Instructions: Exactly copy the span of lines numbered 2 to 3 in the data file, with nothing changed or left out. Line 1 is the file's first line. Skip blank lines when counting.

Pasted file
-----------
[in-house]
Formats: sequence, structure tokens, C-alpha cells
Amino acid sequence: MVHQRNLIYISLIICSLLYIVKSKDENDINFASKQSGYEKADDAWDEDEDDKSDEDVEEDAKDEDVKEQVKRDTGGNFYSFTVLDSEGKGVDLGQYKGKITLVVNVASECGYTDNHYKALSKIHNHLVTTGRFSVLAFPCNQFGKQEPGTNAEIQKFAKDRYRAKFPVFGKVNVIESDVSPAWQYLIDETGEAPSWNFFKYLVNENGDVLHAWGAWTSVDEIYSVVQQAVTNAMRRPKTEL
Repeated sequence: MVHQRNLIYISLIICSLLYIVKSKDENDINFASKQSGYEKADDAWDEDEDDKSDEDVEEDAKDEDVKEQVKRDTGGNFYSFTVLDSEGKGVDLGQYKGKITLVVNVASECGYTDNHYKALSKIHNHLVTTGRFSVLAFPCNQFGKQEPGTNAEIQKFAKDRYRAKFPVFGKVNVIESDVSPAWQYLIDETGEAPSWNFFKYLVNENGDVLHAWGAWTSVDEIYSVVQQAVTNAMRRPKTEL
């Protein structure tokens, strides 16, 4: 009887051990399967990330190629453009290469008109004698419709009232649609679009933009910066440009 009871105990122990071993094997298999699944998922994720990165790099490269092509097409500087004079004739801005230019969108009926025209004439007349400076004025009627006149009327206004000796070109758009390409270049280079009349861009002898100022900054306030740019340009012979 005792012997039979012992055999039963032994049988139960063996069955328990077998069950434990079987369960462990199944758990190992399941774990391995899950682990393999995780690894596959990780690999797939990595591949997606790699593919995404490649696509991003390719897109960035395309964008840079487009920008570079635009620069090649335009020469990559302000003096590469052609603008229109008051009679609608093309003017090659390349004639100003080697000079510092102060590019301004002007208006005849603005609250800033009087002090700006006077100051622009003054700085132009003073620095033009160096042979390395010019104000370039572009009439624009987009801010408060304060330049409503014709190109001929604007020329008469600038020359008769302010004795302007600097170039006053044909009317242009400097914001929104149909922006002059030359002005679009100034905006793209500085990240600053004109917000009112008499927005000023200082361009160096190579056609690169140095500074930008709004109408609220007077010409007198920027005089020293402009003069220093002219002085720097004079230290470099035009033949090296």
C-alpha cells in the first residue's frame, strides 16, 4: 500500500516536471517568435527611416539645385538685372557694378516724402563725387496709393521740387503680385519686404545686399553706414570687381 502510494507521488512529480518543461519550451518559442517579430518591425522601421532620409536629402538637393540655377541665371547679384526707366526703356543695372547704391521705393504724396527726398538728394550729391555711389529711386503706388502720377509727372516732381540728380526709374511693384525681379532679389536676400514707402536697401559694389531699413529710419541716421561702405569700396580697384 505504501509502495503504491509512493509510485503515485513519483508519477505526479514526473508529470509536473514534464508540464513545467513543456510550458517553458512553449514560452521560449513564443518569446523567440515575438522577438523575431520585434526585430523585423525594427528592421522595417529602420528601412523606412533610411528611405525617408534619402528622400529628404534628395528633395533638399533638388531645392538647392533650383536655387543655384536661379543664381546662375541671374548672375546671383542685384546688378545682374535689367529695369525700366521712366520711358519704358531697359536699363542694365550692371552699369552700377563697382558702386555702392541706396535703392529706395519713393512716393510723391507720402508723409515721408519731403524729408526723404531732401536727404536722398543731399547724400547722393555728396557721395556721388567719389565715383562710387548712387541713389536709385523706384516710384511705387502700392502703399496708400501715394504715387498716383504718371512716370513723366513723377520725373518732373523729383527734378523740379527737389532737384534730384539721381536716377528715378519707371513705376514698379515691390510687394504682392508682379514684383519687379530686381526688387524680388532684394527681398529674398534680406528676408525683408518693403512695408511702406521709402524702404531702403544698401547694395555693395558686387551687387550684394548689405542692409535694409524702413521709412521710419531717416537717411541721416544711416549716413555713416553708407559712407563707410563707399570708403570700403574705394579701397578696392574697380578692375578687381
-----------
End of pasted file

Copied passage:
Formats: sequence, structure tokens, C-alpha cells
Amino acid sequence: MVHQRNLIYISLIICSLLYIVKSKDENDINFASKQSGYEKADDAWDEDEDDKSDEDVEEDAKDEDVKEQVKRDTGGNFYSFTVLDSEGKGVDLGQYKGKITLVVNVASECGYTDNHYKALSKIHNHLVTTGRFSVLAFPCNQFGKQEPGTNAEIQKFAKDRYRAKFPVFGKVNVIESDVSPAWQYLIDETGEAPSWNFFKYLVNENGDVLHAWGAWTSVDEIYSVVQQAVTNAMRRPKTEL